What kind of research was this?

This was an animal study that aimed to see whether artificial progesterone hormones confer protection against potentially lethal flu disease in mice.

All contraceptive hormones taken by women contain some form of artificial progesterone (progestogen) – either in combination with oestrogen as in the combined contraceptive pill ("the pill") or progestogen alone, such as in the "mini pill", injections or implants.

The researchers say previous research suggested progesterone may give some protection against infections of the reproductive tract. Their new study aimed to look at possible protection against respiratory tract infections.

Animal studies are useful for testing theories to see how things might work in humans, but we do not have identical biology.


What did the research involve?

The research involved young female mice (7-8 weeks old) who were housed in standard conditions. A couple of weeks later they had an operation to remove their ovaries. After recovery they were assigned to receive implants under their skin containing either inactive placebo or 15mg of progesterone – which was released at a steady dose over the course of a month.

They were then inoculated via the nose with either placebo or with an influenza virus (H1N1), at a dose lethal for these animals.

They examined whether the mice developed signs of illness – shortness of breath, hair standing on end, hunched posture or absence of an escape response. They also examined samples of blood and lung tissue to look at the make-up of inflammatory cells.


What were the basic results?

The researchers found that the mice with progesterone implants had some protection against flu infection and related lung damage. They died after 11.1 days compared to 9.5 days for the mice who didn't have progesterone implants.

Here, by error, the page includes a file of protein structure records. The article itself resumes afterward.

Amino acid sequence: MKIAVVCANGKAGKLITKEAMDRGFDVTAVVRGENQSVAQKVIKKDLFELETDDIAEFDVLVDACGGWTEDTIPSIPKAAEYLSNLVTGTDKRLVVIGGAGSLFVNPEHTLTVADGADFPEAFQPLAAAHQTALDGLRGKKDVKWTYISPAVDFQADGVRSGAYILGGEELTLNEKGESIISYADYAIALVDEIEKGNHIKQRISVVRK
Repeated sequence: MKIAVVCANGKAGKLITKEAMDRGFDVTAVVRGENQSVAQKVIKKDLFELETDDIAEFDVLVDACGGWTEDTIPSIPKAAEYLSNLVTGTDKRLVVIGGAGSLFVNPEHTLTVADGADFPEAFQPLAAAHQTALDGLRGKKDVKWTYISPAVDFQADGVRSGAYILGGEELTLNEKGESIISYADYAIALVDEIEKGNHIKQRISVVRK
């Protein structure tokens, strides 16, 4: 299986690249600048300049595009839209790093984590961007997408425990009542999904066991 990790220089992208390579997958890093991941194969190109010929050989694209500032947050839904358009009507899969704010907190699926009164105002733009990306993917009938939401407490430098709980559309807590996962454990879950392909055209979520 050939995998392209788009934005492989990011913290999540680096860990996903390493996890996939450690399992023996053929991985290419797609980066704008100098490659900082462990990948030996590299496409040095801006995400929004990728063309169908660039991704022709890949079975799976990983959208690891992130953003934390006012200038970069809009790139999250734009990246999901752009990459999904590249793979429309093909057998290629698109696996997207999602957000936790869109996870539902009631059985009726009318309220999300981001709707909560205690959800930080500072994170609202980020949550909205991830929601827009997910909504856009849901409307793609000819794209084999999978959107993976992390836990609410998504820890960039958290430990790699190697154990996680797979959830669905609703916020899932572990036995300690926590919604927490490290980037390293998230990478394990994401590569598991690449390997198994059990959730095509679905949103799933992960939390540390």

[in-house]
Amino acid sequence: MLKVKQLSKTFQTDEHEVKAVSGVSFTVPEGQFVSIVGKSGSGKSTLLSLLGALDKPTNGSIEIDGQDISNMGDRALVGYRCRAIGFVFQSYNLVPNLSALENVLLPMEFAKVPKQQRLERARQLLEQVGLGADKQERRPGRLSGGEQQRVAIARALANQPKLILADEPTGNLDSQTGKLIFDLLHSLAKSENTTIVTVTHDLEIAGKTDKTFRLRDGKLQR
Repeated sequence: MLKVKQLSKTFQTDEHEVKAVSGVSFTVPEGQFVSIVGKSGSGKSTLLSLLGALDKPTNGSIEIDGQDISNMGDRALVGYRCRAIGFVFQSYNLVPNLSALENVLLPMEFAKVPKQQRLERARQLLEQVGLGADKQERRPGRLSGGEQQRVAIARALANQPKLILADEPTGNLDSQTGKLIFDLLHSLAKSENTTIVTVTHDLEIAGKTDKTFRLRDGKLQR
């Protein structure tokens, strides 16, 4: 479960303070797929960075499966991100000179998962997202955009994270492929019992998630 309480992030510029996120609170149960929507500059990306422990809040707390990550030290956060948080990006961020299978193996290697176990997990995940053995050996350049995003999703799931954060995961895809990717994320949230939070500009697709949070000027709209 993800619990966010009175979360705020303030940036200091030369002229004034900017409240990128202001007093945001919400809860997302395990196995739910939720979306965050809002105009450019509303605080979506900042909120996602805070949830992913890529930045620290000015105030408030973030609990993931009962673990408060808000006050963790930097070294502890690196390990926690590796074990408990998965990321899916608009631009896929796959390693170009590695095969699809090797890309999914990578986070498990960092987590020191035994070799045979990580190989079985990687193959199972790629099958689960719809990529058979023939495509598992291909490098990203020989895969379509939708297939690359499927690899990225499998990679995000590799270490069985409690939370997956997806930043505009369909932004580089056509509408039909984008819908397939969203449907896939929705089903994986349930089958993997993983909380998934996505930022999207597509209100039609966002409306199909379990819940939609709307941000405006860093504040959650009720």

However, progesterone had no effect on blood levels of the virus, suggesting it didn't make them more resistant to infection. Comparing body temperatures though, they found that those treated with progesterone were less likely to have hypothermia after getting flu.

They also had less lung inflammation and damage. Further analysis of lung tissue showed the progesterone mice had greater cell proliferation, reduced protein leakage into the airways, and other findings suggestive of a "repair environment" in the lungs.

The researchers further confirmed that giving a cellular growth factor to the mice lacking progesterone also improved their outcomes following flu infection. 


How did the researchers interpret the results?

The researchers conclude that the progesterone hormone is an essential factor in mediating the production of a cellular growth factor involved in the repair of lung tissue following infection.



These are interesting scientific findings but they have limited implications.

Animal studies are useful for giving an indication of how biological processes may work in humans but we're not identical. So the scenarios tested here – the progesterone, or the flu injection – can't be taken as representative of real-life in humans.

For one thing all the mice had surgery to remove their ovaries before being infected. It makes sense that the mice that had been given some additional recovery boost in the form of hormone replacement may have been in a better health state than those left hormone depleted.

They were also directly inoculated through the nose with a flu dose that has previously been demonstrated to be lethal in these animals, and the animals did die. It's just those with progesterone survived about an extra two days.

The findings do suggest the progesterone hormone may have various roles in female health – also here seeming to improve lung cellular repair. However, since most women have the progesterone hormone naturally in their bodies this doesn't mean a great deal.